Nude selfies: What parents and carers need to know

Posted on 15 June 2015

Today, the National Crime Agency, has launched a campaign for parents to deal with an increase in young people sharing nude selfies.

The Agency’s Child Exploitation and Online Protection Centre (CEOP) said it receives on average one report a day of a child protection issue linked to sexting. 

As Zoe Hilton, Head of Safeguarding at CEOP Command, said staff received hundreds of reports a year of "difficult and sometimes harmful" situations linked to sexting.

"We are talking about cases where sexting has led to a child protection issue," she said.

"Something that has started out as relatively innocent or normal for the young people involved has unfortunately turned into something that is quite nasty and needs intervention in order to safeguard and protect the child.  Some of the worst examples are children sharing images of themselves and making themselves very vulnerable," she added.

To give parents the tools to deal with these issues and reduce the dangers of sexting, CEOP have created a series of short animations entitled ‘Nude selfies: What parents and carers need to know’.  The new Thinkuknow films are packed with information and advice on helping parents to advise children about avoiding taking risks online, knowing what’s safe and what’s not, and where to get help if anything goes wrong.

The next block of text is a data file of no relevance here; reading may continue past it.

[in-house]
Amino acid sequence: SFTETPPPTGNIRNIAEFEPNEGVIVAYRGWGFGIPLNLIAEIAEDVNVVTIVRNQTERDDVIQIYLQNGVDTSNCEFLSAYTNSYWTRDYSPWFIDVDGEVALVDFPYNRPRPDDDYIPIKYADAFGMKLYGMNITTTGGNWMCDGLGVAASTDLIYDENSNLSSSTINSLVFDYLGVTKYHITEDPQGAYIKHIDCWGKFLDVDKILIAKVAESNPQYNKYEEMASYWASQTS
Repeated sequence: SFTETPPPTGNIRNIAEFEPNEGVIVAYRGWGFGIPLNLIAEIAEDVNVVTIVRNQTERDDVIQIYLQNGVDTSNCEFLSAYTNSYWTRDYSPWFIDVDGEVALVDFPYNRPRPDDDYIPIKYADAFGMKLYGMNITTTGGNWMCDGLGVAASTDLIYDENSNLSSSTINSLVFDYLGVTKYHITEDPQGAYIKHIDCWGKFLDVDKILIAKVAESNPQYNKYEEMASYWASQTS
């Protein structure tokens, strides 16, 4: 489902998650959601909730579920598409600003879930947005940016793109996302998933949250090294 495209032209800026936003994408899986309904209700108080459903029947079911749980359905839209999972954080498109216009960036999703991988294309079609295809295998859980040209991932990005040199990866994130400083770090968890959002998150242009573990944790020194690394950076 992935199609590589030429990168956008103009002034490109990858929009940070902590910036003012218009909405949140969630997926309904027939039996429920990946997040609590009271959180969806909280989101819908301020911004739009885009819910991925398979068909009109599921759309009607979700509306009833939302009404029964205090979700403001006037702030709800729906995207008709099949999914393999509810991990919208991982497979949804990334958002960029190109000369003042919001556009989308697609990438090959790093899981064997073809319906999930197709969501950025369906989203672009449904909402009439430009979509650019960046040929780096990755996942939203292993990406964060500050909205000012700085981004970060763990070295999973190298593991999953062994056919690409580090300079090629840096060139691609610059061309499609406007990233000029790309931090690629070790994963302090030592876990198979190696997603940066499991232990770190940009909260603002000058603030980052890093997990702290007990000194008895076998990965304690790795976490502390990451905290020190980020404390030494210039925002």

Posing the questions: Why do young people share nude selfies? Would you know how to discuss them your children?  The new series of animated films help parents, carers or teachers to answer these questions.   As Zoe Hilton continues “We want to help parents and carers talk to their children about how to minimise the risks, and to make sure the right support is there if things do go wrong."

The four films, which are available to watch for free online, cover the following issues:

  • Film 1: Helps parents and carers understand the reasons why young people create and share nude or nearly nude images.
  • Film 2: Helps parents and carers learn about effective strategies for talking to your child about nude or nearly nude images.
  • Film 3: Helps parents and carers understand how to respond if your child discloses that they have shared nude or nearly nude images by risk assessing the different contexts in which images may be shared.
  • Film 4: Helps parents and carers learn about how to get help and support if your child shares nude or nearly nude images.

If you’re a teacher or trainer, you can download the animations and accompanying guidance pack which will provide you with everything you need to deliver a session with families from www.thinkuknow.co.uk/teachers

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